[ Video] Jamie Block “White Caps on Hudson”
Jamie Block is a New York-based singer-songwriter known for ramshackle, critical-darling, genre-bending antifolk music. In the 90s Block busked, skylarked and chainsmoked his way to indie stardom and then—rather than turn to a life of tears when Capitol Records dropped him—traitorously joined the one percent with a Wall Street career. Only when, years later, he heard a sultry New York deejay named Claudia Marshall call him back to music did he pick up his guitar again. Also, because nothing’s ever simple: His life fell apart. Midlife, divorce, spiritual spiral, recovery.
The longer version is this. In 1996, Block self-released Lead Me Not Into Penn Station which, according to the Alternative Press, “practices the alchemy of melodious discord: pretty enough to draw you in, rough enough to keep you listening.” Block then opened for The Brian Setzer Orchestra, Bob Mould, and They Might Be Giants.
In 1998, Glen Ballard (who’d just produced Alanis Morissette’s Jagged Little Pill) signed Block as the first artist to his Capitol imprint Java Records, and released Block’s next album, Timing is Everything, that year. Time Out said, “stellar,” and the Boston Globe said, “tight, important and indeed well-timed.” Several of his songs appeared on movie soundtracks, including “Rhinoceros” (Blast from the Past), “I Used to Manage PM Dawn” (Clubland), and “Catch a Falling Star” (Never Been Kissed).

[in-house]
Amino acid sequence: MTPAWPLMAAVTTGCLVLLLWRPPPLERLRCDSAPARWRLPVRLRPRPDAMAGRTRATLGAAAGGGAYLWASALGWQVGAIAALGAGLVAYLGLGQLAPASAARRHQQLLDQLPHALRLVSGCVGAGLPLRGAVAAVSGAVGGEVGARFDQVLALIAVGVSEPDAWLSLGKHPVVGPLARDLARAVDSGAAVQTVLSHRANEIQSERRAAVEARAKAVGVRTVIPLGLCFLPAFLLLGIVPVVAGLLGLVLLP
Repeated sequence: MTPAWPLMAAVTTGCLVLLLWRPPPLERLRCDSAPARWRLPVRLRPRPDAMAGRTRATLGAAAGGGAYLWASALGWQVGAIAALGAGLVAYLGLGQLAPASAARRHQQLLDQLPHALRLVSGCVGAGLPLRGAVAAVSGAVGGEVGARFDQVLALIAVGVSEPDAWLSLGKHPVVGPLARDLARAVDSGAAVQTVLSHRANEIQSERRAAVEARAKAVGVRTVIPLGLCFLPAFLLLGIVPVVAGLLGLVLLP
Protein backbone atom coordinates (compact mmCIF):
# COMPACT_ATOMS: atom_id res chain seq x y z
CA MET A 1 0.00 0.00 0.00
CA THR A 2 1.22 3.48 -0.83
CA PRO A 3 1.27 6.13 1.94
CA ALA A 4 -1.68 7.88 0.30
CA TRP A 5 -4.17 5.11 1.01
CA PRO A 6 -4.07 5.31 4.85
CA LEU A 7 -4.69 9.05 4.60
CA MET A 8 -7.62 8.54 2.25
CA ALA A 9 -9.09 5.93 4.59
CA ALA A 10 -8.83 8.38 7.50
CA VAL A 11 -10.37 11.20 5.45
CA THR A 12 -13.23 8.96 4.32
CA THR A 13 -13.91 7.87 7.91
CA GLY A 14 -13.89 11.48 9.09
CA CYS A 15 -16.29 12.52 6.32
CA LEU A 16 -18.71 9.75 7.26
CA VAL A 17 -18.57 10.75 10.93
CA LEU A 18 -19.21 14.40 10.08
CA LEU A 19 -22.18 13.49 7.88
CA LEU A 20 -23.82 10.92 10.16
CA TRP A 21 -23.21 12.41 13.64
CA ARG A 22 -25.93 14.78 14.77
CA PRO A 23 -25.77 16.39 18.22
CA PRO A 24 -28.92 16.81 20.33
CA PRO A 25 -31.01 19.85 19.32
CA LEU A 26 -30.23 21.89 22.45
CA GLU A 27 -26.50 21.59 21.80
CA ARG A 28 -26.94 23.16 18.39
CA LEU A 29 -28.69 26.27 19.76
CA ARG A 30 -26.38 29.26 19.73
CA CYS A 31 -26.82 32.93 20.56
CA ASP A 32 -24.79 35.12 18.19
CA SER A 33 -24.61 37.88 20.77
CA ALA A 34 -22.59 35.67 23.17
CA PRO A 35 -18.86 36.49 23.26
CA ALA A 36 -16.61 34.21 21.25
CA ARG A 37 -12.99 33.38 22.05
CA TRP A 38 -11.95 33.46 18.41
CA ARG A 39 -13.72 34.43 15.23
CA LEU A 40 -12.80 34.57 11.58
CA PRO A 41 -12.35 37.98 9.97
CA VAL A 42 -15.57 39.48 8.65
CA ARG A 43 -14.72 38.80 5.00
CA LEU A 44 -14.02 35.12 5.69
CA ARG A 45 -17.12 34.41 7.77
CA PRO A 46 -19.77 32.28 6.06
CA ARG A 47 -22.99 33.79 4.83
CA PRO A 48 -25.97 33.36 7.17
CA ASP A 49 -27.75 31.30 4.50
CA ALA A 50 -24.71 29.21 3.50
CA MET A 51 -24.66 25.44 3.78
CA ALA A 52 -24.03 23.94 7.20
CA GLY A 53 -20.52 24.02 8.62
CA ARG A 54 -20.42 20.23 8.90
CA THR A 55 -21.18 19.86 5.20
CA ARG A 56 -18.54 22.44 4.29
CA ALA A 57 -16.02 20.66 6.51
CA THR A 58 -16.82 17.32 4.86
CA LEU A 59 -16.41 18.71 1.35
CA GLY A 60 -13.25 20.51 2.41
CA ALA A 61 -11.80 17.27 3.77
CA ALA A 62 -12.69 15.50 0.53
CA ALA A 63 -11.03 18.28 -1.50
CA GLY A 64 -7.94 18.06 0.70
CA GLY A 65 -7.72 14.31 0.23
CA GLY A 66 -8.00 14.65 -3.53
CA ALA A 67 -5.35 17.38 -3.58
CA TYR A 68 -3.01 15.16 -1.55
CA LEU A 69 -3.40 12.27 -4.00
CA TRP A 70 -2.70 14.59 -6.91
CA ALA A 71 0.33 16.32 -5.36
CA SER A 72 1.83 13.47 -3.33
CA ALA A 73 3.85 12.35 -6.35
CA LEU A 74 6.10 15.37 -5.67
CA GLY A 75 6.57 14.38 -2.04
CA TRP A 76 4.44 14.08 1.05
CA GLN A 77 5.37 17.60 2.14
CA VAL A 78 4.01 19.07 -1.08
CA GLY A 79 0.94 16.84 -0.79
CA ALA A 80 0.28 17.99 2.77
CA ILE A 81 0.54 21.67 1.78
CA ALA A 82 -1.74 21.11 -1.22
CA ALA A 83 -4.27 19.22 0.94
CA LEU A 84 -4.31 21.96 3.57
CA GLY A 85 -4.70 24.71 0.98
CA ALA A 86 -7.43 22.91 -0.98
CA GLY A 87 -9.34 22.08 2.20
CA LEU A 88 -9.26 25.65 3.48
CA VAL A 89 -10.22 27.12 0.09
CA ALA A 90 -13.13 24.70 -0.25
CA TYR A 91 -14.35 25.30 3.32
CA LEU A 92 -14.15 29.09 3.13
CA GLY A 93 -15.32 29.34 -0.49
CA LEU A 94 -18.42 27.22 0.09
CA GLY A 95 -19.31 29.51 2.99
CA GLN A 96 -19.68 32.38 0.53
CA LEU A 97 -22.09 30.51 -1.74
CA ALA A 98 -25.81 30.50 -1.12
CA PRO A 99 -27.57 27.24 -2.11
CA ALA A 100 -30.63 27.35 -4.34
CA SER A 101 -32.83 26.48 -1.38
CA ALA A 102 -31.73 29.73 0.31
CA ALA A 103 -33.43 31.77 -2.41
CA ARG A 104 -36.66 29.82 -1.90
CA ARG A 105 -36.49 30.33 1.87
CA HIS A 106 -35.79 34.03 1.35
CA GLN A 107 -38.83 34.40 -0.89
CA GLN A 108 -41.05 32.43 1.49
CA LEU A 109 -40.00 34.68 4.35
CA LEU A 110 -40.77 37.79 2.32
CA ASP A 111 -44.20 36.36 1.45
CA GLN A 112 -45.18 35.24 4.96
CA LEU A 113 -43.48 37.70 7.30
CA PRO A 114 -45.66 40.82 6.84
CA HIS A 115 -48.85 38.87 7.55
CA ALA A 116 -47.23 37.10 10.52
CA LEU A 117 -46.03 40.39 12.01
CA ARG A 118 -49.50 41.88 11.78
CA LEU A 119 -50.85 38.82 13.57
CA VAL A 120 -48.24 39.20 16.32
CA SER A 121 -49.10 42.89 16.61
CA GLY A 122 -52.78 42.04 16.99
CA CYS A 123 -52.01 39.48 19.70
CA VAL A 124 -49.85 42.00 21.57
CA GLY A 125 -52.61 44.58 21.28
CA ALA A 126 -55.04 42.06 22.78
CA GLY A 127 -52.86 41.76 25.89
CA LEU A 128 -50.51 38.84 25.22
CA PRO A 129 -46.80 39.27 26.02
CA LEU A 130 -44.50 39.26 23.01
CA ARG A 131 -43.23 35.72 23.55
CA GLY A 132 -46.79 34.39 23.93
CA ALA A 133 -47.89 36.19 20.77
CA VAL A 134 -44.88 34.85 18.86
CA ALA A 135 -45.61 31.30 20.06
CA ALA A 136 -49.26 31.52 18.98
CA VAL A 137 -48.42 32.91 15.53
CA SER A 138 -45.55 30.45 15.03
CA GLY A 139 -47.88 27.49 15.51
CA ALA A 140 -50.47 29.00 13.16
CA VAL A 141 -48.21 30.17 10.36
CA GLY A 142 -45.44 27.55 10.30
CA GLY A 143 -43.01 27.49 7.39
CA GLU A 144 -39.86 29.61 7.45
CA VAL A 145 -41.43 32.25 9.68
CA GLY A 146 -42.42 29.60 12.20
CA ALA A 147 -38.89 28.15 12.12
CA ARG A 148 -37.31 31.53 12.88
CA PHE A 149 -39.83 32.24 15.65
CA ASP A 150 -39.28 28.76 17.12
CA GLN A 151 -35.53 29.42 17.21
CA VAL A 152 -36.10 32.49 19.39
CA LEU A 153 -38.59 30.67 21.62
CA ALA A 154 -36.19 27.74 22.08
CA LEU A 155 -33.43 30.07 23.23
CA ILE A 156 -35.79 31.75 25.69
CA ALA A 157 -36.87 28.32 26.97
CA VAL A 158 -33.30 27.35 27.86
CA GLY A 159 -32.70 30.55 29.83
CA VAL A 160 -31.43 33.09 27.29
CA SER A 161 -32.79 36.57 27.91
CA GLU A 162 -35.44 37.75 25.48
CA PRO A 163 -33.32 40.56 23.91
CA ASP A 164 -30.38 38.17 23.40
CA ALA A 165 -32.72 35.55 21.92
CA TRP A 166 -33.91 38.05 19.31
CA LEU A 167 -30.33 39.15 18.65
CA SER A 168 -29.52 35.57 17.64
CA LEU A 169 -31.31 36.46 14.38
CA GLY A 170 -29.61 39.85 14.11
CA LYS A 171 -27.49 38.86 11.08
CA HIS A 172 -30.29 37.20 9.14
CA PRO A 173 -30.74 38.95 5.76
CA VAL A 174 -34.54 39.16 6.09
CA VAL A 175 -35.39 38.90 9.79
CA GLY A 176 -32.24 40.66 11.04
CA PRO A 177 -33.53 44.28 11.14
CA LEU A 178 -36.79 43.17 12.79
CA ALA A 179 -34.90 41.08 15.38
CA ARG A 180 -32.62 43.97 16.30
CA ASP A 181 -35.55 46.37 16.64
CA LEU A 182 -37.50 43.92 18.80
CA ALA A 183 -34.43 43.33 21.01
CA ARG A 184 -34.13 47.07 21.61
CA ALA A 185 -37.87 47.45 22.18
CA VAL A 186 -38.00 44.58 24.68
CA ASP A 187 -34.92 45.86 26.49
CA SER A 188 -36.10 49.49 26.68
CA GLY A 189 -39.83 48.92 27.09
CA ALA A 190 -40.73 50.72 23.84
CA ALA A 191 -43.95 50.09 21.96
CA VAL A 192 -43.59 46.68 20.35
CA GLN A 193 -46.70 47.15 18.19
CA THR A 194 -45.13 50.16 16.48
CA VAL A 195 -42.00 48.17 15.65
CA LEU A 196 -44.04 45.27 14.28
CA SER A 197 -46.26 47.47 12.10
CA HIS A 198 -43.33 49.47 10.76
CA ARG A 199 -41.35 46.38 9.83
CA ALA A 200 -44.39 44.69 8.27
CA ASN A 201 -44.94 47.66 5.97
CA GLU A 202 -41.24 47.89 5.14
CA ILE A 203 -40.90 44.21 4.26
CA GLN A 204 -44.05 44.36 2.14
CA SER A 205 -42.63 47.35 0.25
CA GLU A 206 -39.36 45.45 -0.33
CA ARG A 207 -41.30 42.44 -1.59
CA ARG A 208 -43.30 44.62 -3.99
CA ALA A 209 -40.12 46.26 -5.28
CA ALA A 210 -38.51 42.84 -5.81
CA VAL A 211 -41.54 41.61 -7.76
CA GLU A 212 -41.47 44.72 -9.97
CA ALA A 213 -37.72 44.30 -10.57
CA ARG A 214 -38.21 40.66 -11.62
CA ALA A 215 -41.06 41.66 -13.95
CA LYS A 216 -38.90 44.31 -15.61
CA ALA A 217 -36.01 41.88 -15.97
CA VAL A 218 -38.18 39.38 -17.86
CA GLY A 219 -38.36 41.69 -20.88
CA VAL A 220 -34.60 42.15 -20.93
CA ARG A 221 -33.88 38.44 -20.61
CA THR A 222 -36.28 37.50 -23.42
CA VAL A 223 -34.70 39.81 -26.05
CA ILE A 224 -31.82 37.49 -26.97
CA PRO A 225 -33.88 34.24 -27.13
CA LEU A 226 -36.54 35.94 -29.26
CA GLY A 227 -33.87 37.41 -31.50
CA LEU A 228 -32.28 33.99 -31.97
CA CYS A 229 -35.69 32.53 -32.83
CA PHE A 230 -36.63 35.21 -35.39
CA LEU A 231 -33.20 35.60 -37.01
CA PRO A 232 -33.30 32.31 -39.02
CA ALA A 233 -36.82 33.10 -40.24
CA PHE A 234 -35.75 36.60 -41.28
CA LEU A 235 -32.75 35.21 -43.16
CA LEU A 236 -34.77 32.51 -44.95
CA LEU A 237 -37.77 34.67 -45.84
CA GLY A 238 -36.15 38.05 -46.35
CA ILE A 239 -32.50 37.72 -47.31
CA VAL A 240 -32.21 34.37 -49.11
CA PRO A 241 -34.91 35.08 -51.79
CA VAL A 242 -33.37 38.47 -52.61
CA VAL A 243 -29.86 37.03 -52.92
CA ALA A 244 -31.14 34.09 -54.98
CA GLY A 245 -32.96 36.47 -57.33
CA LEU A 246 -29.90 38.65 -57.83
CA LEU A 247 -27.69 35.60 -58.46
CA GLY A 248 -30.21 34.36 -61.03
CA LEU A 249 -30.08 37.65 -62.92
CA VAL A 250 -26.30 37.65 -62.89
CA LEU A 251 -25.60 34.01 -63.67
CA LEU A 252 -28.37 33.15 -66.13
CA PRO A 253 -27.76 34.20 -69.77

His return to recording came a few years later, when WFUV deejay Claudia Marshall began regularly spinning his music and demanding on-air that the folksinger-in-pinstripes phone home. This plea led to The Last Single Guy, released in 2006. Allmusic.com described it this way: “like a bedside book, this album can be played in one sitting, but so much better to dip in and out of it over time, letting one’s mood determine one’s favorites for the day.” It also appeared on Ms. Marshall’s “Best of the Year” list.
Block’s latest release, 2013’s Whitecaps On The Hudson, presents deranged Byronic songs in loose, even organic attire. Call it antifolk or steamfolk or folkcore: pure-of-heart love songs run into unabashed pop melodies and collide with haunting spoken-word invocations.
Producer/engineer Dean Sharenow brought in a world-class band to help realize the songs, including Erik Della Penna (Natalie Merchant, Joan Baez) on guitars, Mick Rossi (Paul Simon, Phillip Glass) on keyboards, and Byron Isaacs (Olabelle) and Jeff Hill (Rufus Wainwright) sharing the bass duties. The album was recorded in two live Brooklyn sessions to maintain the spontaneity and flow of Block’s homespun demos.
It is Block’s most personal record to date.